Hitman Mark Fellows has been sentenced to a whole-life jail term at Liverpool Crown Court for the murders of gangland “Mr Big” Paul Massey and mob enforcer John Kinsella.
Fellows was convicted on Wednesday for the murder of Massey during a deadly feud involving rival crime gangs in Salford. The feud escalated after the father-of-five and grandfather was killed outside his home by a spray of bullets from an Uzi sub-machine gun in 2015.
Two years later, another member of Manchester’s underworld, Kinsella, was gunned down while walking his dogs with his pregnant wife.
Fellow defendant Steven Boyle was found guilty of the murder of Kinsella, but not guilty of the murder of Massey. He will be sentenced later today.
Paul Greaney QC, prosecuting, said earlier in the week a whole-life term for Fellows was required given the double murder involved firearms and a substantial degree of planning.
Nick Johnson QC, defending Fellows, asked for “mercy” as the defendant is a father of two who faced dying in jail.
Both men were found not guilty of the attempted murder of Kinsella’s partner, Wendy Owen.
Massey, 55, was a well-known figure in his home city of Salford and had been involved with security firms operating in Manchester and beyond.
Massey was first dubbed “Mr Big” by the late Salford councillor Joe Burrows at a town hall meeting to discuss civil disturbances in 1992, and he was jailed seven years later for stabbing a man in the groin.
During the trial, prosecutor Paul Greaney QC described the gang links of both the murdered men, saying: “They were friends and associates.
“Moreover, each was well known, if not notorious, within the gangland of the north-west, and both men undoubtedly had enemies.
“Their undoing has to do with events in the city of Salford, where serious violence broke out between two criminal gangs in 2015.”
At around 7.30pm on July 26, 2015, Massey parked his BMW outside his home in Clifton, Salford, and walked up the driveway. A gunman was lying in wait, killing him with a hail of bullets fired from an Uzi sub-machine gun before fleeing. Massey died at the scene.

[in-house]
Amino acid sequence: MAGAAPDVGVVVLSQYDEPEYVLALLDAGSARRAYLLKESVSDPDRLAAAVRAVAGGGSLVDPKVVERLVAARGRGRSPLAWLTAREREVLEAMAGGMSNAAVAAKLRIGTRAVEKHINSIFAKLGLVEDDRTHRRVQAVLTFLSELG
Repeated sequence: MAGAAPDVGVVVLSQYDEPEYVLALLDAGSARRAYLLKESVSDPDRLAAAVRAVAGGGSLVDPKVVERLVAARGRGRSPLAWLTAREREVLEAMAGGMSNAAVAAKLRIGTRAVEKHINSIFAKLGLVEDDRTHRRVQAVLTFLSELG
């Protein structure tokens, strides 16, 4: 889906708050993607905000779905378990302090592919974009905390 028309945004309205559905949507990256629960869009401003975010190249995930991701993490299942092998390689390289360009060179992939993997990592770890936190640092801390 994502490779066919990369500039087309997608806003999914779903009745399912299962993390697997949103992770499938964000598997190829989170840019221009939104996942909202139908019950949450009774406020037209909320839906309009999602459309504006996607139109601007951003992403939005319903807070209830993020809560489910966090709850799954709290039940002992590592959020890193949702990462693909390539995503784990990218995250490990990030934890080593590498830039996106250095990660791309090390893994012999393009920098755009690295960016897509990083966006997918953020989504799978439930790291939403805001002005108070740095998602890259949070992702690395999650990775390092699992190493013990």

Almost three years later and with the £50,000 reward still unclaimed, Kinsella set out on his usual morning walk with his partner, Owen, and their dogs from their home in Rainhill, St Helens.
Speaking from behind a curtain to protect her identity, Owen later testified in court that a “stone faced” cyclist “staring straight ahead” blasted Kinsella twice in the back with a handgun.
He fell face down as Owen “charged” at him but the gunman then turned the weapon on her, shooting. He missed and she fled.
The cyclist then calmly rode over to where Kinsella lay dying and shot him twice in the back of the head.
According to the prosecution, it was the “clear parallels” between the murders of both men that led to the arrests of Fellows and Boyle – in addition to a GPS-enabled fitness device.
Police investigating the Kinsella murder seized a Garmin Forerunner watch belonging to Fellows.
This type of watch, worn by keen runners and cyclists, has a GPS function enabling routes to be recorded, along with other information such as pace and distance.
Analysis by detectives showed a few months before the murder of Massey, Fellows had travelled from his home to the area behind a church in which the killer lay in wait for his victim on July 26 2015.
It showed Fellows on a “reconnaissance run” for the planned gangland hit, almost three years after the first murder.
The jury heard CCTV evidence showed Fellows had cycled from the area of his home in Warrington and further evidence suggested Boyle had acted as a “spotter” who positioned his Renault Clio so he could see Kinsella and Owen approaching.
He added said: “Unlike three years earlier, on this occasion, the killer was undone.”